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I have a Django app which when presented with some user error (i.e URL does not exist or no permissions), it will do messages.add_message. The message contains a link to an explanation of the error at /error/<id>. If I want to re-use the error id and message, how do I do it? I was thinking something like this:

errors = {1 : "Error message for error id 1", 2 : "Error message for error id 2"}

Where could I store such a dictionary so that I can access it in all of my views?

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Can you clarify what you mean by 're-use'; where do you want to set it and where to want to read and display it (I assume that's what you mean by re-use). –  Burhan Khalid Aug 22 '12 at 10:47
    
Usually error messages are stored in log files, format could be pretty much whatever you like, but you can also store them in database. –  Avichal Badaya Aug 22 '12 at 10:49
    
I don't know where it needs to be set. The dictionary is read in the view, and the error id and text is given to messages.add_message, which is then shown in the template. –  q3d Aug 22 '12 at 10:49
    
@user1585811 it's not django errors, it's errors which I'm setting and displaying, which is unrelated to system errors. These are things like validation errors which are given to the users, not the system. –  q3d Aug 22 '12 at 10:50
    
alright, storing in database is one option but it comes with performance issues, another thing which you can try is to store it in cache. –  Avichal Badaya Aug 22 '12 at 11:49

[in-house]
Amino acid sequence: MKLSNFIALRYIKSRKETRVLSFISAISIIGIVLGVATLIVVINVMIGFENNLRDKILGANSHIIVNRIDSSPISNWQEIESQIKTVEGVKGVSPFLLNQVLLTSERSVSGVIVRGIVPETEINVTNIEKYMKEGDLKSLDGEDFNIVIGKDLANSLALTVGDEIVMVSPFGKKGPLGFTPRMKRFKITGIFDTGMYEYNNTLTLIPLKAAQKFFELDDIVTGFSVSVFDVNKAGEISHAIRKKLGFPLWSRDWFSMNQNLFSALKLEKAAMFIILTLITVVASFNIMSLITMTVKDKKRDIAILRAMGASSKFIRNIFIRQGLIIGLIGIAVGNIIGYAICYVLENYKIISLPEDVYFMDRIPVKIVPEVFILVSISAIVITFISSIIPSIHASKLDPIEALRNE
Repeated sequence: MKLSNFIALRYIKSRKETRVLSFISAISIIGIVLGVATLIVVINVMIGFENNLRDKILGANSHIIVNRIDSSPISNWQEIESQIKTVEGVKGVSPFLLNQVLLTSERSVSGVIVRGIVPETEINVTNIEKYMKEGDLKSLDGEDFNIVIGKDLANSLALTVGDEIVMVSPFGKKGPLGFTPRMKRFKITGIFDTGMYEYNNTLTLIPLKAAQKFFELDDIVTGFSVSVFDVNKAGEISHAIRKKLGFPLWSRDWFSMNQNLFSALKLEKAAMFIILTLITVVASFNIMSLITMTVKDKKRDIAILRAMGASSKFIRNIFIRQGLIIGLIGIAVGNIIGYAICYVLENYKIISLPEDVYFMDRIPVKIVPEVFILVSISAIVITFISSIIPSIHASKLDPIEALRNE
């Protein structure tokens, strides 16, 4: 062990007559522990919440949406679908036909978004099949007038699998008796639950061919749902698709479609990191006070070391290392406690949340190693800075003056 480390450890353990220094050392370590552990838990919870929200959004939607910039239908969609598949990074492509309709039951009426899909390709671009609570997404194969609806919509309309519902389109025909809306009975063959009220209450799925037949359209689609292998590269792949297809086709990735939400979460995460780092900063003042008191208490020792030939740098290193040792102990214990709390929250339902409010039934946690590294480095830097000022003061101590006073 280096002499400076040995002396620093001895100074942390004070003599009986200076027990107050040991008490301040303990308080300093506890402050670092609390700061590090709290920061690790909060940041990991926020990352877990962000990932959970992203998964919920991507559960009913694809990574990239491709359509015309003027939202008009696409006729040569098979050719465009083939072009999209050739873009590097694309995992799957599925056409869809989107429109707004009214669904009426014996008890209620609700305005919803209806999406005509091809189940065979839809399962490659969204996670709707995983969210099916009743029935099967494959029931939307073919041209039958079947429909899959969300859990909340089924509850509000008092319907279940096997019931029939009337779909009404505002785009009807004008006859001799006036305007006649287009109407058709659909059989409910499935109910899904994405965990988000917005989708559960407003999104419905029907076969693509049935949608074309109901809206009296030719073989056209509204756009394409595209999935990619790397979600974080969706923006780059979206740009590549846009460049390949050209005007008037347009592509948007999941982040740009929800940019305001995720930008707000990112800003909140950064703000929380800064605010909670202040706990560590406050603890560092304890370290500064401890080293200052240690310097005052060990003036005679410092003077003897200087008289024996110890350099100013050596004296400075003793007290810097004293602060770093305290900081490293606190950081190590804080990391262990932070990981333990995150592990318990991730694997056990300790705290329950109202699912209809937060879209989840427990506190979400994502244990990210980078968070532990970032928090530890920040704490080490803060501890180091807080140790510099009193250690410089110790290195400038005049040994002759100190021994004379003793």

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1 Answer

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You should create a view that maps to a url like /error/<id>. Then inside the view have the dictionary errors = {1 : "Error message for error id 1", 2 : "Error message for error id 2"} or alternatively inside a file called error_codes.py and import it into your views.py . Then simply parse the <id> passed in the url and return a template with the correct error code.

To ensure that this dictionary of error codes is available across all your requests, use write custom Django Middleware. Implement process_template_response(self, request, response) and alter the response.context_data by adding your error_code_dictionary to it. Will ensure that every response has the error dictionary available across your http responses rendered in templates and elsewhere.

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I would like to display the error message on a page before the user clicks "More information". for example, when a form is incorrectly submitted, this message will show "Error code 15: Incorrect filetype". "Error code 15" is a link to the error explanation page. I really need to be able to access the error number and message in any view of my application. –  q3d Aug 23 '12 at 10:48
    
I edited my answer. Use Django Middleware to access all your error codes across your pages and then the view to link up the error code urls –  Pratik Mandrekar Aug 23 '12 at 11:30
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